The United States experiences so many mass shootings that journalists rarely stay long after the attacks. Reporters and photographers move on to other stories, while the families and friends of the victims continue to grieve.
One year ago today, a gunman killed 19 children and two teachers at an elementary school in Uvalde, Texas. Tamir Kalifa, an Austin-based freelance photojournalist, traveled to Uvalde shortly after the shootings but kept coming back. Tamir temporarily moved to Uvalde to live alongside the families of the victims, renting a 320-square-foot shipping container converted into a home.
We are dedicating today’s newsletter to some of the photographs Tamir has taken over the past year and excerpts from his interviews with families.
“Grief cycles don’t match media cycles,” Tamir told us. “We move on, but the families don’t.”
marking the holidays
Xavier “XJ” López, 10, loved Christmas. He loved going to the annual Uvalde Extravaganza, an event with displays of Christmas lights, decorations and music. So, this past Christmas, the first without XJ, his parents, Abel López and Felicha Martínez, and his brothers went to honor him.
The soundtrack of a children’s choir played as they walked through the event. Then, they heard a loud explosion that sounded like gunshots: an overloaded transformer had blown. Felicha had a panic attack and collapsed on the grass.
“These days are supposed to be happy,” he said later that night. “But they are just reminders that our lives are torn apart.”
The weekend before 10-year-old Tess Mata was killed, she told her older sister, Faith, that she wanted to learn to swim. Faith was about to start her senior year at Texas State University, where students jump into a river on campus as a graduation tradition. Tess wanted to participate with her older sister.
On her graduation day this month, Faith walked her family to the river. She then jumped up, grabbing a picture of Tess. The photo was a sweet symbol, but also a painful reminder.
“Tess looks exactly like Faith,” said Veronica Mata, her mother. “So the other day she came by herself and she said, ‘I’m so sorry you have to look at me every day and think about Tess.'”
visiting their graves
The cemetery where most of the victims are buried has become an anchor in the lives of their family and friends. They have gathered to celebrate graveside birthdays and holidays. They mow the lawn, decorate the tombstones and lie down on the lush grass that has taken over them.
Caitlyne Gonzales, 11, who lost many of her friends in the shooting, comes to the cemetery to visit them. On a recent night, she stopped by Jackie Cazares’ grave and played music by Taylor Swift. She sang, danced and took selfies. For a moment, it was like they were all together again.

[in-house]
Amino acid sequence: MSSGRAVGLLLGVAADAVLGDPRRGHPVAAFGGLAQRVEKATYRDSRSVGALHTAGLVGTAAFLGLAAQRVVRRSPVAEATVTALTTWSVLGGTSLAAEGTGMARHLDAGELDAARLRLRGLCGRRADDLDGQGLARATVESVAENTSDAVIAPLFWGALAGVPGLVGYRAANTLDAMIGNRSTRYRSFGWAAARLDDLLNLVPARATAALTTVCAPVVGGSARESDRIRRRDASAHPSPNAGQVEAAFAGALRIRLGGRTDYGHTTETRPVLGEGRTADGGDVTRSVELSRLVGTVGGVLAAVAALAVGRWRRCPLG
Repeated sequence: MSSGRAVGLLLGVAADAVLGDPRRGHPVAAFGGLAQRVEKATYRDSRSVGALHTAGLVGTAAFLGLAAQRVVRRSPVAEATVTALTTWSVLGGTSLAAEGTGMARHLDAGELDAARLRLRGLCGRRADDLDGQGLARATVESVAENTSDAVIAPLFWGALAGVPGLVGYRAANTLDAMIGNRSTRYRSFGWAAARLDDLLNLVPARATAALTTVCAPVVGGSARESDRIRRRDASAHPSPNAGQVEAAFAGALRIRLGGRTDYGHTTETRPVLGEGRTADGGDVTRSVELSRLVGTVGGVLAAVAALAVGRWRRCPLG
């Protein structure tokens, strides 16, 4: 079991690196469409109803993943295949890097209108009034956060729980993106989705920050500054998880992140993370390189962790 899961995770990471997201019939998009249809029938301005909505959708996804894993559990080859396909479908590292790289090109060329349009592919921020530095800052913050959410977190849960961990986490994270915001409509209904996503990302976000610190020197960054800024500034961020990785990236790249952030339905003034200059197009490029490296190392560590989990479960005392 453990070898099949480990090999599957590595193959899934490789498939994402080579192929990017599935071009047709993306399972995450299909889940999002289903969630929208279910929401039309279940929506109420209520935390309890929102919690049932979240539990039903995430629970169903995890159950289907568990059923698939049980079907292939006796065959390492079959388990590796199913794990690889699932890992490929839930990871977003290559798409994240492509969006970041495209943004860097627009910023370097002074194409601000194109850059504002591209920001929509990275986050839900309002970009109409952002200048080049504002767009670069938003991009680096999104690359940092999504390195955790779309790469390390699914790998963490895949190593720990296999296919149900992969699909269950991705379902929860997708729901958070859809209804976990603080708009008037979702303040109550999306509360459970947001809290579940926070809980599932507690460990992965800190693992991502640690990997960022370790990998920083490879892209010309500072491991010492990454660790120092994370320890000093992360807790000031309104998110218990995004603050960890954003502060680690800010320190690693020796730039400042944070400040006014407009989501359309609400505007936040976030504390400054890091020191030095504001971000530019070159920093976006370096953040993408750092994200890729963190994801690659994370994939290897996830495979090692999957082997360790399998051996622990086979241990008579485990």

protests and vigils
Many of the parents have found purpose in activism. Brett Cross, the uncle of 10-year-old Uziyah Garcia, who was raising him like a son, spent 10 days camped out in front of the school district offices in protest, along with other family members and supporters. They demanded that the school police officers be suspended for their role in the late response.
The protest ended when the district halted the operations of the school police department and placed two officers on leave.
Family members have also testified before lawmakers at both the state and federal levels and protested beyond Uvalde. Tamir said that a picture of Jackie Cazares’ parents, Javier and Gloria, at an annual vigil against gun violence in Washington, DC, surrounded by other survivors of gun violence, was one of the most powerful moments he has witnessed.
“It’s important to see each of these family members as part of a national network of people intimately affected by gun violence,” he said. “He is one who is growing every day.”
You can see more photos of Tamir here.
tamir kalifa contributed reporting and photography.
ARTS AND IDEAS
the show goes on
The Tony Awards will look different this year, but it will continue, after a group of the playwrights convinced the striking Hollywood Writers Union not to picket the show.
As part of the deal, the awards show will have no scripted material. But it will feature the usual dazzling performances of this year’s crop of musicals. That was crucial for Broadway, which has struggled to attract audiences since the pandemic and relies on the Tonys to generate interest.